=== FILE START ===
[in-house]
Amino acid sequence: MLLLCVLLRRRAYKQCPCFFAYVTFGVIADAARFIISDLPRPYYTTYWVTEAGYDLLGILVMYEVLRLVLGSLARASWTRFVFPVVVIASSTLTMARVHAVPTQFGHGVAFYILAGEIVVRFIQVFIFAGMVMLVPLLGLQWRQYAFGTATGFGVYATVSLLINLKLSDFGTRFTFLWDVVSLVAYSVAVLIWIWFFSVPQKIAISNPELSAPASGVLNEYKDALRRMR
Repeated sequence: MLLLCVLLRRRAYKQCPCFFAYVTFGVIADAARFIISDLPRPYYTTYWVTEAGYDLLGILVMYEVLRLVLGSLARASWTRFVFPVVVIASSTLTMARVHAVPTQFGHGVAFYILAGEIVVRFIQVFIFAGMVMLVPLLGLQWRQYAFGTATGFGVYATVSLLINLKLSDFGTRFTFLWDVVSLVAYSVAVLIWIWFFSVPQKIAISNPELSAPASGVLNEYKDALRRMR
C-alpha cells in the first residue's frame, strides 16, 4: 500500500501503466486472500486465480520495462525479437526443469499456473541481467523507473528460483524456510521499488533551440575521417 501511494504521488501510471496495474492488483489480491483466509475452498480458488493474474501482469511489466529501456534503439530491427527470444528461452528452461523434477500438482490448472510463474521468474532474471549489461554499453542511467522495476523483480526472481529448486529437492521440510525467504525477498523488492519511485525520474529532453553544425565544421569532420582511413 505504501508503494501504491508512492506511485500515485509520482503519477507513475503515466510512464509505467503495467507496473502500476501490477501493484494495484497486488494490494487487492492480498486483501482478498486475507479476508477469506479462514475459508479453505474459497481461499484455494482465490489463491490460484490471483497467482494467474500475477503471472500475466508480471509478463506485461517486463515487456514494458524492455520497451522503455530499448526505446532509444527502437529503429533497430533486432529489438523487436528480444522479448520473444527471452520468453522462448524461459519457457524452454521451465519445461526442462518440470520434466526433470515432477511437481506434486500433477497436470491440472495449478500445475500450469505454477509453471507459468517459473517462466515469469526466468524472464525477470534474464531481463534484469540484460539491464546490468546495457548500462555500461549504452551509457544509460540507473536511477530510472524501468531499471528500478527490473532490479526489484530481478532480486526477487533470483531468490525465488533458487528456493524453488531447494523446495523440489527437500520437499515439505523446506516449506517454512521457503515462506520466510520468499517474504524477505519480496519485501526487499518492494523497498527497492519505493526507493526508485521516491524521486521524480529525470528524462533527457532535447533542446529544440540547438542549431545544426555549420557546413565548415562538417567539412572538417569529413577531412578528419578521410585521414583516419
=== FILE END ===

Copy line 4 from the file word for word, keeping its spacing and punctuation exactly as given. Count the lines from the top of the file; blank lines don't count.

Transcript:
C-alpha cells in the first residue's frame, strides 16, 4: 500500500501503466486472500486465480520495462525479437526443469499456473541481467523507473528460483524456510521499488533551440575521417 501511494504521488501510471496495474492488483489480491483466509475452498480458488493474474501482469511489466529501456534503439530491427527470444528461452528452461523434477500438482490448472510463474521468474532474471549489461554499453542511467522495476523483480526472481529448486529437492521440510525467504525477498523488492519511485525520474529532453553544425565544421569532420582511413 505504501508503494501504491508512492506511485500515485509520482503519477507513475503515466510512464509505467503495467507496473502500476501490477501493484494495484497486488494490494487487492492480498486483501482478498486475507479476508477469506479462514475459508479453505474459497481461499484455494482465490489463491490460484490471483497467482494467474500475477503471472500475466508480471509478463506485461517486463515487456514494458524492455520497451522503455530499448526505446532509444527502437529503429533497430533486432529489438523487436528480444522479448520473444527471452520468453522462448524461459519457457524452454521451465519445461526442462518440470520434466526433470515432477511437481506434486500433477497436470491440472495449478500445475500450469505454477509453471507459468517459473517462466515469469526466468524472464525477470534474464531481463534484469540484460539491464546490468546495457548500462555500461549504452551509457544509460540507473536511477530510472524501468531499471528500478527490473532490479526489484530481478532480486526477487533470483531468490525465488533458487528456493524453488531447494523446495523440489527437500520437499515439505523446506516449506517454512521457503515462506520466510520468499517474504524477505519480496519485501526487499518492494523497498527497492519505493526507493526508485521516491524521486521524480529525470528524462533527457532535447533542446529544440540547438542549431545544426555549420557546413565548415562538417567539412572538417569529413577531412578528419578521410585521414583516419